Sterling Standard from Sterling, Illinois on April 29, 1897 · Page 16
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Sterling Standard from Sterling, Illinois · Page 16

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Sterling, Illinois
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Thursday, April 29, 1897
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Page 16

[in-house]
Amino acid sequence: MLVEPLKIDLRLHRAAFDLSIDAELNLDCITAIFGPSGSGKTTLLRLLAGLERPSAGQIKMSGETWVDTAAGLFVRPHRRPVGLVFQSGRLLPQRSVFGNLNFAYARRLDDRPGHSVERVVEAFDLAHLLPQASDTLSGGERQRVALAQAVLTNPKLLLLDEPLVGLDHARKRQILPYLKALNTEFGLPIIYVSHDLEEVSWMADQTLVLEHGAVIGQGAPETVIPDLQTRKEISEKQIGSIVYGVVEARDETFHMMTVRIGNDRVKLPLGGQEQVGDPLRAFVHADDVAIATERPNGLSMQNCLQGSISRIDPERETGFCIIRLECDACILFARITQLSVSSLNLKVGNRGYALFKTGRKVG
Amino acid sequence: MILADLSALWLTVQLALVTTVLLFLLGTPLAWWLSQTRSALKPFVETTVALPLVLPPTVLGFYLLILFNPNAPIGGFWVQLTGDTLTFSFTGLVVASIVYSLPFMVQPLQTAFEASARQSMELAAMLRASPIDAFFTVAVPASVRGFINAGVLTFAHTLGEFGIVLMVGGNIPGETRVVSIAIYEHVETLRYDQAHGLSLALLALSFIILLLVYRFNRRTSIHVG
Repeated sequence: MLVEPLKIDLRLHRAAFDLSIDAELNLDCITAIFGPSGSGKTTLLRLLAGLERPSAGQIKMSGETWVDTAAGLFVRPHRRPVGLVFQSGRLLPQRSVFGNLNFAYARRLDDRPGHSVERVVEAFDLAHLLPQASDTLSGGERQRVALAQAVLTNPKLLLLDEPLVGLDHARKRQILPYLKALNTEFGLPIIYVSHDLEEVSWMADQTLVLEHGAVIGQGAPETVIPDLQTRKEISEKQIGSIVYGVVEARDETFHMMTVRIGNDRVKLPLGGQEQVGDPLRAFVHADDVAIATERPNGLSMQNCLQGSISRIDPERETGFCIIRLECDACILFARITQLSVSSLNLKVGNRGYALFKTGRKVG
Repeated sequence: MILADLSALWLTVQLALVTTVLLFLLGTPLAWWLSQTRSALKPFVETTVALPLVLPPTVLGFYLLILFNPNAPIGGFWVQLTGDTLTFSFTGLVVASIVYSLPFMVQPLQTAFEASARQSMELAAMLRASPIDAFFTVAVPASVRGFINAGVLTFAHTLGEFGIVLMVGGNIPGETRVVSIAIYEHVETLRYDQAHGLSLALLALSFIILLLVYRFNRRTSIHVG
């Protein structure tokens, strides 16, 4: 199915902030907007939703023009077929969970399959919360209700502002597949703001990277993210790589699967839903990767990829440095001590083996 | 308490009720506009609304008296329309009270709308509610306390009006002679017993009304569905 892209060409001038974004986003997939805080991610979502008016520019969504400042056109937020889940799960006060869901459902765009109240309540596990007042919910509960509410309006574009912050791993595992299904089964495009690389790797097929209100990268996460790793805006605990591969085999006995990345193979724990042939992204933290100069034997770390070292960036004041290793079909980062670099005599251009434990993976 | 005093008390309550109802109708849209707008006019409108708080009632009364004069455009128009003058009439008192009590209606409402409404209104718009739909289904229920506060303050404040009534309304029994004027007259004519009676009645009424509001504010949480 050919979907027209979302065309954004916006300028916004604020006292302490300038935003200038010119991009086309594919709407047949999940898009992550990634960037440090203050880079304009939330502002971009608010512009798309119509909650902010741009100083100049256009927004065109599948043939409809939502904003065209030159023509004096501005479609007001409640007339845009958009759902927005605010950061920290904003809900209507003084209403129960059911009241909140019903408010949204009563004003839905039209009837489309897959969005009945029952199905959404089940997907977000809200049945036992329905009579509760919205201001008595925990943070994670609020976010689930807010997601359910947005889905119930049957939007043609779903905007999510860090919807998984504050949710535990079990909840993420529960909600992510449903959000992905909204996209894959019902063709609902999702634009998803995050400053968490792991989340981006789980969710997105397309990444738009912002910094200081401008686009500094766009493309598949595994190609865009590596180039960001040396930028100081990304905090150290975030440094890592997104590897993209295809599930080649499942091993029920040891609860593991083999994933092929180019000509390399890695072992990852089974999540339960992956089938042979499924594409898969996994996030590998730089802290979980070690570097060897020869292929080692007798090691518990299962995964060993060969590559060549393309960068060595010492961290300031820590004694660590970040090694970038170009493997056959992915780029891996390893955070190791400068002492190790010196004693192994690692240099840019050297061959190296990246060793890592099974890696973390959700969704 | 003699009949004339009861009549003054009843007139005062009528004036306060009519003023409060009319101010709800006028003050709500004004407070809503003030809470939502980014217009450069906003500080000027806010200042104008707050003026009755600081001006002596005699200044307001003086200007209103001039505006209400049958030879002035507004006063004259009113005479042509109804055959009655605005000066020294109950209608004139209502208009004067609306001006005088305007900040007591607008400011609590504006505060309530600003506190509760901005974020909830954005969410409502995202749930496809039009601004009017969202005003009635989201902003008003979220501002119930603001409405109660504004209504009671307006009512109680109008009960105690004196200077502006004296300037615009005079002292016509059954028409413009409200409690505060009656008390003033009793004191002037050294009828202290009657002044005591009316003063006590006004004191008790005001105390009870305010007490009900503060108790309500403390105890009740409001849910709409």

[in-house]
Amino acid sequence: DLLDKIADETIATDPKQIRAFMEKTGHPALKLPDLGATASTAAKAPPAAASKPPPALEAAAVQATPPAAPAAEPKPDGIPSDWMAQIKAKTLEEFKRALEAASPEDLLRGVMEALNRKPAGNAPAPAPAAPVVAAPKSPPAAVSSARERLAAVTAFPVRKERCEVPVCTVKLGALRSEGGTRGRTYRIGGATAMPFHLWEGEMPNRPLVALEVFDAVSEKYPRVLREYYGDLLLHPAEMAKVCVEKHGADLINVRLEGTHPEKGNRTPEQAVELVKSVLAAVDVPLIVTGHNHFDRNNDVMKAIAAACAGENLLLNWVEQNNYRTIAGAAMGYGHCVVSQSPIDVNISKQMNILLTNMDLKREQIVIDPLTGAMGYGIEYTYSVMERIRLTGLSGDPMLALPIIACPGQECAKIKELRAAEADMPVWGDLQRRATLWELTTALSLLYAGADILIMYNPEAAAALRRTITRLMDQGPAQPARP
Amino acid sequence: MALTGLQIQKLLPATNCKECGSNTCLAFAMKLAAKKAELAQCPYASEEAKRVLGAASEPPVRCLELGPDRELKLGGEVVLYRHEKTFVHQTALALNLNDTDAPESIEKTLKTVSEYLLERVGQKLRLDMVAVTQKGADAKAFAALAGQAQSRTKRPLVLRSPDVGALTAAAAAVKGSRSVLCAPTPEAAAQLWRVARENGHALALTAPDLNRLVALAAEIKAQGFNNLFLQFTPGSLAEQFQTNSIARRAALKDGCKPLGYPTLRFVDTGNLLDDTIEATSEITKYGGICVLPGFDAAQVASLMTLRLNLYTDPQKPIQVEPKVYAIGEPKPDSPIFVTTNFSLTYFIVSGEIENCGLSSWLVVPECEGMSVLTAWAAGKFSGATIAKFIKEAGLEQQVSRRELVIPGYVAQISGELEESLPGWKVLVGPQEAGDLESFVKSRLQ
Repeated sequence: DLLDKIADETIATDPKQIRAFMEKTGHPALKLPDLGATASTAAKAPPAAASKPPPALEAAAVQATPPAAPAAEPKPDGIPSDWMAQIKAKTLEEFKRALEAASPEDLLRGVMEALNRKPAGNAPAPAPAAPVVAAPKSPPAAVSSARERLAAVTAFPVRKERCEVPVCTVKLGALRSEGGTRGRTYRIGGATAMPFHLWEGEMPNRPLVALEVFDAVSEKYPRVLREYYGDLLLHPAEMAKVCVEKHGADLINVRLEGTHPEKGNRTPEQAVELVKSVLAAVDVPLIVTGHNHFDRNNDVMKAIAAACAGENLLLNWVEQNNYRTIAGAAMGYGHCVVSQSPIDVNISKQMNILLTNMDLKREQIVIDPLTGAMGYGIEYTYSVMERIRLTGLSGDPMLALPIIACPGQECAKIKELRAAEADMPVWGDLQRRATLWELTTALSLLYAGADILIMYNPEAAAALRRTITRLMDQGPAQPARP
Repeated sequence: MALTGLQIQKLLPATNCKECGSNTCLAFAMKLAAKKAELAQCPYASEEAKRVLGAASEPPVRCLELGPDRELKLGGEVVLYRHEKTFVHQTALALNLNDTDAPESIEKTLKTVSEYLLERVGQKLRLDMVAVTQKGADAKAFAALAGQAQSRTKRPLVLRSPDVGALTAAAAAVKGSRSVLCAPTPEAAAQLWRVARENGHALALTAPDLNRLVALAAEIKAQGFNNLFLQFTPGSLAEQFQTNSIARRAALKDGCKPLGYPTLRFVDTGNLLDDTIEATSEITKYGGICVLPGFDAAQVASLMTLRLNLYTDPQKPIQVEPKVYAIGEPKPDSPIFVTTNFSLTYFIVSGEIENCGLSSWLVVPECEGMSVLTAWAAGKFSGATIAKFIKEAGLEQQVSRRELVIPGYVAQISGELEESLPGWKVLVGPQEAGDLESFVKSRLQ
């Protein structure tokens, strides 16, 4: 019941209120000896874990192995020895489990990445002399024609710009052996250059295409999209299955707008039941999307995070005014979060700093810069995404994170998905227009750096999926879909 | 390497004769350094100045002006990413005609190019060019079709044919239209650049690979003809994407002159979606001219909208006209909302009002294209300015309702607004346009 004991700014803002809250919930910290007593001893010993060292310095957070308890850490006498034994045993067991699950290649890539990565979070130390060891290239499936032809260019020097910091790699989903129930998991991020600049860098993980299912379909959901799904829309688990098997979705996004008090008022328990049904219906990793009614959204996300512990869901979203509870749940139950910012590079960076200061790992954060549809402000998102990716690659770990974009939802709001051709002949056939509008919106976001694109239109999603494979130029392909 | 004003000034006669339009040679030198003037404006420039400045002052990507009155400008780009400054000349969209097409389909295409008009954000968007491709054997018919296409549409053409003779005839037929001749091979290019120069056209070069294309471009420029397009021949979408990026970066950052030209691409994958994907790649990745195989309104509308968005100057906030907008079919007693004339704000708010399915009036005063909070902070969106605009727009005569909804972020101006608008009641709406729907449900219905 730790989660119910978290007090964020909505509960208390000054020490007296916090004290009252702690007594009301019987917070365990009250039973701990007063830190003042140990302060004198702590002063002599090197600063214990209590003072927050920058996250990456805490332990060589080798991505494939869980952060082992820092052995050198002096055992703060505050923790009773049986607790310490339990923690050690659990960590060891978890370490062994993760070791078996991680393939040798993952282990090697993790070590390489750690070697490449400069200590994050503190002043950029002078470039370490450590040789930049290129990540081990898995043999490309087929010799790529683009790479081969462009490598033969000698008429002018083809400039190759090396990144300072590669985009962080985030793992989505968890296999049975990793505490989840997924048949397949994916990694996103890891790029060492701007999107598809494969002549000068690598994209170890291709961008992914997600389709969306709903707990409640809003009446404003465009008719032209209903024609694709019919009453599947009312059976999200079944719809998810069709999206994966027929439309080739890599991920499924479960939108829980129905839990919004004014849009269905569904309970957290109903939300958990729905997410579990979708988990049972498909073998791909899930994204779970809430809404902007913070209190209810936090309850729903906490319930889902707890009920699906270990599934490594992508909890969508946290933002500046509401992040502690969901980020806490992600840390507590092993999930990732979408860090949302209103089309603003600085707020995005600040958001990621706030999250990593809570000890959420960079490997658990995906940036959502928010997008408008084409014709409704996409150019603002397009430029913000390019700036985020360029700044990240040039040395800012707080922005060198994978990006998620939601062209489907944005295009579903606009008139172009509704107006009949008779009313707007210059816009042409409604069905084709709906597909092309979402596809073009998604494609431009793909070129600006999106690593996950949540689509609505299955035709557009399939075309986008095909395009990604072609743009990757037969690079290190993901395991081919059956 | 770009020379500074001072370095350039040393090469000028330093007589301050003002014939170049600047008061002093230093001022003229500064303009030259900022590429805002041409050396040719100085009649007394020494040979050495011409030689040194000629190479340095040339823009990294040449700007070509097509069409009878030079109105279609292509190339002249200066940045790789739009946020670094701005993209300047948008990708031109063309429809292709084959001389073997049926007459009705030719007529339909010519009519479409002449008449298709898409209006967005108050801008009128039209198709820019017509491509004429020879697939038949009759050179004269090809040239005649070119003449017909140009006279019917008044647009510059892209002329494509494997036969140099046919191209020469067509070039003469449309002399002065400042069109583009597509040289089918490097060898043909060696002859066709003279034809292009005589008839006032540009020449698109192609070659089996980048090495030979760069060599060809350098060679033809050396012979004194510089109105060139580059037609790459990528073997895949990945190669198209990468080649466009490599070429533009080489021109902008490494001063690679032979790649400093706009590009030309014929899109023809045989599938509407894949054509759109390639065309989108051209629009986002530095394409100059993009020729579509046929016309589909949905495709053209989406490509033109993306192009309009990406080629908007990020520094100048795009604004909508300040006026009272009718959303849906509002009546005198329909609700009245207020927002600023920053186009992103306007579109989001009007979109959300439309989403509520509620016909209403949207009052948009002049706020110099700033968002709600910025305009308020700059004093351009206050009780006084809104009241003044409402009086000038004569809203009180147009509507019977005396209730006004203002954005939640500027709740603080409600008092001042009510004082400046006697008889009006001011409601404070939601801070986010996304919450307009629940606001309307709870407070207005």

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\w A HAW: j& TfMlt. th* ftrlrib Fan *«<i WM» f . folly «ad bibulous iadttildlTisl was fif isp 3thfrd;3t, Tuesday caornlBg ill ft ladder onfaJs «honldftr. Ad he d opposite th« floor of owe of the itnme, . the f amps of the beverages dispensed therein arronsed his appetite. At first hetrled. to,get_in .with fbe ladder on-hls ebonlder, but finding that Impossible he carefully Jald it down with one end on the door Bill and tiie other on the pavement, and then endenvbred to climb the almost horizontal etrnoture In order to get into the door way, , A^ crowd of clerks and pasaeraby had collected opposite the .performer, and to their gibes and jeers the good natured one waved his hand and bowedhia thanks "like a performer in the circus -*ing. -:He was finally induced io_ : plck "up hiMSddef^nd cdhtlnueTils^durney np the | street. He was very happy, very quiet and very drunk. i' FOSTER'S WEATHER FORCASTS, The Missouri Prophet Tells of What's Coming Soon. . St. Joseph, Mo., April 25.—My last bulletin gave forecasts of the storm waVe to •cross the continent from 28th to Mayj 3d and the next disturbance will roach the Pacific coast about May 3d, cross west of. Hockies country by close of 4th, great central valleys 6th to May 7th, Eastern States May 8th. . ' Warm wave will cross west of Rocklea Country May 3d, great central valleys 5th, Eastern States May 7th. , Cool he-;we8t of Bookies -TSountry abourMay 6th, great central 'valleys ! 8th. Eastern States 10th. Temperature of the week ending May 1st will average about normal in the Northern and below normal in the .Southern States. For the same period • rainfall will be above normal in the Southern and below in the Northern States. • . My next bulletin will contain a general forecast of May weather, very important in relation to the crops. In my general forecasts of April weather the Southern States were to receive more rainfall than the Northern. ' How wonderfully well this fore- cant has been fulfilled and how Important to the crops this distribution of rain has been. It will be remembered that the reversals in February and March weather of this year were predicted and that these reversals would cause deleterious effects on animal life, and human health. Look at the results. Severe «olds, epidemical coughs and a large increase of deaths among old and in- We have not seen the worst of these reversals. They, will come,again, with increased mallgnance, in. September and October and again, at their worst, next December and January. These reversals largely increase the difficulties In weather forecasting. GOT THE HORSES- MIXED. XMxotf Mao QlTen a AUlledgevHIe No e by Mistake. ' ' An incident happened in one- of the livery barns in thia city last evening, «bout which neither proprietor or hostlers have a word to say. In fact, they are much inclined to become indignant if .questioned too closely regarding the happening., . • The story runs this way: Two men •trangers in the city , drove white horses to town yesterday and both had their hortea cared for at the tame place. Early in the evening .the Dixon man called for his rig and, without any thought of mistake, he started for home. Sometime afterward the Milledgeville gentleman arrived, and when the horse was brought out, be soon discovered tbat it was not his animal, A species of tempest raged in this horse hotel until it was discovered that the roan who had the horse was - responsible. As to whether the exchanged horses reached the hands of their own- en baa not as yet transpired, though there Ja no doqbt but that within a short time every thing t will come about right side np,». r FUNNY FREAK OF A FJSH. Pjesty WlU«h floats «p from th« W**t » Varae. . '. '•"• ,<&. «jueer nab wa* recent)? caught in t&e.river sear St. OJiarlee by .Thomas UaiJy. It is thue described: ]|,t is shaped like a Waojp bap, has one row of on each side the, back .fin, two raoiietious acalea pa each side the tail, fesa a eueker head, a bullhead bide and «ji>}or, ftfld^lao resembles a gereh. The the same a*, a b»m»n«# bead.tbe are small like those of a pumpkin, or »ua ilah. The dorsal 0» has a witabifi double row of saw 'teeth and is a f?«ajt worthy of the IS if aufwM>*$ . tiuftt |be ' flsh ' tti* ««if, dwrlag i&0 «r«mU*re. was V^P^T^J^PSJ^^^^rf*H?ff ? ^TFfr: - -5? - t ^s« M *fe»*^<i s «^* ls «*^^^^ No department at Washington just now so absorbs the attention of the people as the splendidly growing,f oral- dable navy. It is not to the gold-laced Annapolis graduates that the brunt of the responsible work falls, but to the able. Department officials, of whom Disbursing Officer F. H. StickneyOis one. A letter from him says: "Having taken Paine's celery compound for the last few weeks, I have found it a perfect Spring remedy, and been much'beneflted by lt.'^ Spring isthe decisive time in the life of every person out of heajth. It Is an assured fact that stubborn disorders become quickly curable in the Spring. This is especially true of such persistent troubles as rheumatism, neuralgia and obstinate kidney diseases. 'No one, sick or well, can afford to ''try" uncertain remedies in Spring, pr^ any other time. •"••,'•' The dishonesty of many 1 self-named Spring remedies become startlingly apparent when their.results are compared curate, scientific preparation, Paine's celery compound. , The general practice among caraful people of purifying the blood and toning up the nerves in the Spring has tempted scores of incompetent personBjBchemers and clerks, with only a dangerous smattering of medical knowledge, to venture to concoct so-called Spring remedies. '• In sharp contrast with these risky preparations is the one valuable Spring remedy worthy the name in the estimation of competent persons and medical authorities, Paine's celery compound. This widely praised and widely prized remedy really does make .people welU It is as far removed,: in the minds of judicious men and women, from all other remedies purporting, to accomplish equal results as the north is from the south. Clear-headed professional men, business men and the great bodj of bard working brain workers all over the country believe heartily, ; and with good reason, in Paine's .celery compound. *..'.""•••''. '••'•', •::>''' . . Paine's celery compound gets its Btaunchest endorsement from physl* clans and scientific men who were led to .verify its claims because of its discoverer, the distinguished Dartmouth college professor, Edward E. Phelps, .M, D, LL,. D..-.-,-, _____J ^_ Nothing will pull a tired-out,nervpus, "run-down" man or woman out of the quagmire of sinking health so promptly and firmly as, Paine's celery compound. :'", '-.''.; : WHEEL TALK., Itemi of Interest to Those Who Bide a The Sterling Athletic Association expects to put its track in better-shape than ever this year. The work of grading will be begun early in the season. Lady cyclists are on the increase in Sterling. The clubs are booming and there is talk of organizing others. • ThelCountry Cycliqg Club members are talking of a grand opening party to be given. in the A.rmory some time in May. This club is anticipating many pleasant social affairs at the Slnissippi Club House this summer, The Triangle .Club is' making arrangements for some pleasant runs. Its membership is larger than ever and is made up of good timber, Local bicycle dealers state tbat there is a good demand for wheels this spring and they expect a big trade. April showers bring May flowers, Bat they rob the cycler of pleasant hours. The cross-country bicycle path }s the real "b-line." < If grass could be cut with a bicycle, every lawn in town might have a close shave. . ' » ; ' •Most spring roads are too springy. It is wrong to refer to a wheelman as a member of the chain gang. Always speak a good word for broad tires. They are good roadtnaters, • Mpie and better work will, be dope on the highways this year than ever before. , Lots of enamel doea not necessarily make a emootb-ridiiig wheel, • ' If you really wish 8n_exouee for buying a new wheel, loao jour old one to a friend who is just learning to ride the untamed steed. ' / "flprlug, sprlug, gentle spring !" 'Neatli » bicj'cle seat, It's » ' bully good thing. We do uot lovu {tie etiuiau less * Thau w Sat we did lief ore, ' & wiiesl of W« lov a the it^'li) A htfeitii -giving bisjela i Most riders object to bicycle attachments because they make the outfit heavier, but a lamp ought to make It lighter.,,- '•-' ;;' ...'• '.... -.. .. ;.;.' ;.;;;.; : There la so much rubber about the bicycle tbat it can be used either for a racer or an eracer. . .•. ' • ' i . '" i - . . ' . i A song for the bicycle might be arranged from a few Handel bars. ' / Those preachers who for wrongs stlli hold The cycle to account, : Will now begin again, we're told, . There sermons on the mount. HIS BIG PICKEREL. Jerome Mcewenner Throws a Stone • •' Slum a Tea Pound . ind It comes pretty near being good fish- lug where you can shy a stone into the river and get n ten pound pickerel.saya the DUon Sun., This was Jerome Nicewenner'sjuck Saturday afternoon, The' flab were running up in great numbers on this side of the Hock just below the dam. Nicewenner was first to the big fellow, and wheii, he found that be had bit and stunned it b& rushed into the stream, abqut up to bis knees, and brought his utill flopping catch ashore in hie arms. , It was a beauty, almost half hla own lengtb^nd weighed 10 pounds. There were many spectators of the act. . ..'• ' :. . .' How's Thlpl • ' ' . ; .,•'.'. ' We offer Qae Hundred Dollara Eeward for «ny case of Catarrh that cannot be cured by Hall's Catarrh Cure. F. J.'CHENBY- &00., Props., . : Toledo, O, .We, the uiidersigbed, have known F. J, Cheney for tbelast 15 years, and be* lieve him perfectly honorable in ail business traasactions and tinauclally Able to carry out any obligations made by their firm. '• WEST & TBXTAX, Wholesale Druggists, Toledo, O, WALPJNO, KINNAN sale Druggiista, Toledo, O. Haifa Catarrh Cure is taken iuter- uaily, ectitjg direotly upon th$ blood and uiueoas «arfaee8 of the system Fries 76s j*r botllft. Sold b| all 4rug fiinllni rf not been isbie to k$ep pftee with its ra>p)d sooreh from the class of reere plajthiogs to the list of practical n&c eities. .The whe«l 1? today of sa ma6h pwet!c»l iropottanes as any other agency of locomotion. It la partly dne td a misunderstanding or an overloo&fcjj icf this fact that'trouble often Srises on the road. To asany the whaelman is & typical pleasure seeker; one who baa plenty of time to spare,acd who need be given ho rlghta on the i road. If therels a road-. hog who drives, a team.there is the road- fiend who strides a wheel;and the innocent, quiet , cyclist 'suffers from both; The scorcher, who rides recklessly on, regardless of farmers' wagons or fractious horses,' yelling all the time like a steam calliope, is responsible for most of 1 the bad blood engendered between the farmer and the wheelman., as he was responsible for the anti-sidewalk ordinance in the city. • .Right and' courtesy are all that are needed between gentlemen on Ihe road but there is a law lurking .behind these for those who are^not of this class. ! It was only a few days ago that a party In New Jersey recovered ^3,o6o damages for being run into on the public highway by a buggy, which failed to give up the proper half of the road. . NORTH' WESTER^ TIME CARD. I i' . - , • .••' .V.-.i- -. : • '..-•). ,• . Changes Which Will Go Into Effect Sunday SeveraPbhanges went into effect on the North Western ( tomorrow. The passenger, No. 5, west bound, which leaves here at 4:23 in the afternoon, will hereafter leave at 4:10. The Sunday passenger, No. 12, east bound, due to leave Sterling at 5:05 in the after- Dnf.jwULh'ereaf^erJeimayi:^^ accomodation freight, No. 116, east bound, will leave at 0:50 instead of c:45. : •: , •. . .'• ; ' ,' ;;:•• These changes are made on important trains end it will be well titr Sterling people to take cognizance of them. RESOLUTIONS OF RESPECT. Anna Hoover 1 « Society Mourns Her "'.. : .'•'•' Death, •', f '",-.. ." ' . WUEHEAB,'Sister Anna Hoover, a highly .esteemed and active member of the "Young People's Christian Union" has been called away by death; therefore be it r ' ' Mesol-ocd, That while we feel deeply Our loss, we how In humble submission to the will of Him who doeth all things- well, and feel that our loss is her eternal gain, and pray that the mantle of her pure Christian life may fall upon each member of the society. . Resolved, That 'these resolutions be placed upon the record of-the societyi i copy sent to the family and also the Sterling papers for publication. .' .-' '- EMILY C. ZIQLEB, Pros. ' BOYOE A.KIDDER, Sec; DEATH OF*' MRS. NPKENZIE^ Aged Lady of Borne Passed •' Away '' • ' '' • '.-'Snnday.- ••'-"''' .'' • . 'I'.;' ; \ •-..'•• ' • J • ': ' ;' •-.:•' The death of Mrs. Crosby McKenzlo occurr,ed Sunday night at 11 o'clock at her^home in Hume .township in the seventy-third year of, her age.. She had been affected with cancer for several years prior to her, death. Mr. and Mrs. McKenzle moved to this State from N ew York more than thirty years ago. Moat of the time durlng.their residence Jn this, locality, Mr. an^J Mrs. McKjen- zle baye occupied ^beir present borne. The funeral will^ ;.,be,'. held:. Thursday at U o'clock.. : ; ; -- : , An ArtUtlo CooUoc Device. The piodifying of the temperature of rooma haa become an art. , but It probably has never taken u more orna- meatal' form than that devised by M. Pierre^ Rooh«. a French sculptor and engineer. M. Roche, taking, a hint from the few$t that ., plp«a, -cavrrying Hauefled g»ae9 become coated .with frost, has ' con8tr.uct.ed hollow jnetal fonmB of animals, 'etc., w^hioh ere chilled by the expansion Jij thedr interior of ' gases liquefied under pressure. A- coat of snow; hoar-rrost, gathers oa tb«ir exterior, ^ even in warm rooms, »nd the. snowy i. figure gives ft oootoeas to the heated ; ; atmosphere of balls and 'feastq. _ • _,' .-., Too Much There hag come of late a change over the pipirit of the nove^ its noble uses have, in far too many instaucea, been vitiated by shameful abuses. Pram, a he<athful, fertilizing channel it ha# been 'turned into a noisome and nox- toua *ewer. . It8" aMindards of right aad wrong have been abused. • Jt IB vll- jainy th^t ie now tri^wpbaat and hoo- paty that .IJB.^rushed." at J* ; vioe. th»t is »9w' honored and virtue that le eneered at and insulted. Vhe ea-ne and healthy view of life uo lodger attract* ' the wrijter; neither is 1 it made attractive for the reader.'— Rabbi Joseph Kraue- ''' f?o\rcr ttroai Lacbiaa .The iJiclilu* ilapida of the St. JUw- yeace are'at la»t''to. be utilized. For eoine time work has beea prosecuted pa a large wiog dam that ruaa ou^ more th;w ft thousand feet Into the Bt. Lawreuee river'. A fall . bit water is secured by this means of 15,000-berse power. Tti« water power is to b« trflas- Jormea Into eleefridty. Upon jtbe dam a power house will be built to run ita eatirfe ieugth. aud ^osr aii iuterlor of IM9 feet J« ie»(rth. t Above OntrspresentRtiie ufartirrtu monument erected In Kschusa Cemetery by me.] W J IV(OORE, ialCiineteff Sterlmg, Illinois, The leading Monument boose ta " the County-^Over 100 rnono* meats (6 select from. Reseivoir lion For LAWN and ', CEMETERY,Decorallon, Call and see them—jou need obe for your la wo. •, ' DECORATIOH DAY -wUl~Booh-4>o-her<' T and you -•want^—yout——monumental- work done before that time, and yo\i should jremembar that I have the # Largest Stock of : Monuments, Markers, and Cemetery Supplies • ever displayed in Whiteslde Oounty, and will be sold at the very lowest living prices, 'consistent 1 with first-class stock and work. I want your • order, if equate dealing and honest w.ork will secure it.. • Sole agent for, the Red.' Hontello Granite, the hard- eat granite in the United States, and shows lettering' better than any granite nse£ Remember the place—come and see me. • • • ,. i W. J. MOORE. '[ 'The Greatest Republican Paper of the Weat, . is the most stalwart and unswerving Republican Weefcly pub- g lished today.and can always be relief upon, for fair and honest re-S ports of all political affairs. t ' ^ • 'B ,The Weekly .Inter Ocean Supplies AH ol the News and the Best of Current literature. Jt is Moraljy Clean,.and as a Family Paper is Without a Peer w«i I Its Literary Columns are equal \ ^^^ <0 ,XAo s « of the bqst magazines. ; Z&y&lts-i Youths Department is the \ finest of its kind.. ~. .«.-. k > It brings to the family fae VCTV« of the Entire World and ..*«», the beat and ublebt disuuaslona of all questions oJ thedsy. The Inter Uoenn give? tvrelvu pii,-»>i of reading <matter each week ond being pubiuhrii In rhlomro 18 better adapted to' toe needs ol the people west or the Allegheny Mountains ttsan any other paper. ! " ~ TEAR VM u . .....-,. . ,. .••- -, , The Dally and Sunday Edl- J S£? ce °! 5 all r »>x raau...:. M.OO per tions of Ae bwfou fm'l S3?, tta, l»St Of ,OENORON A. J. IMIL &GO, Headquarters j In Rock Falls I For Bicycles. [Wheels sold from $35 to $100* j Good Stock to select from. ^ ' '.,•',-,••••.•,.' .-"•'.•' ' ' * t i,' largest Display of Lawn Mowers ^; s .IN TUB TWO CITIES, at the VERY LOWEST .- . • •' , ! . ' . . • ••••- •..,''» <' « ' > - - * p RICEij, quality (jonsldered., t/ Gasoline and Plue FIape*StoVes. In fact, a full Jicie 6f ev v erything pertsining to tiu>-bar4* 4j .';",,',. ware business can Ipe putchaaed ftt the '.•',' ; i iVptD^EUABLi," Rock Falls. >'i/ 0 EuUmatea furnished oo s J3uiWif;g Material on shore! COUPON, • Every iJoy uud tilrl stould save this Cou-^ poo. HrueaiiB nwuty to tha uue bavlug the Iwgest number. Ezylauattou? later. Date.,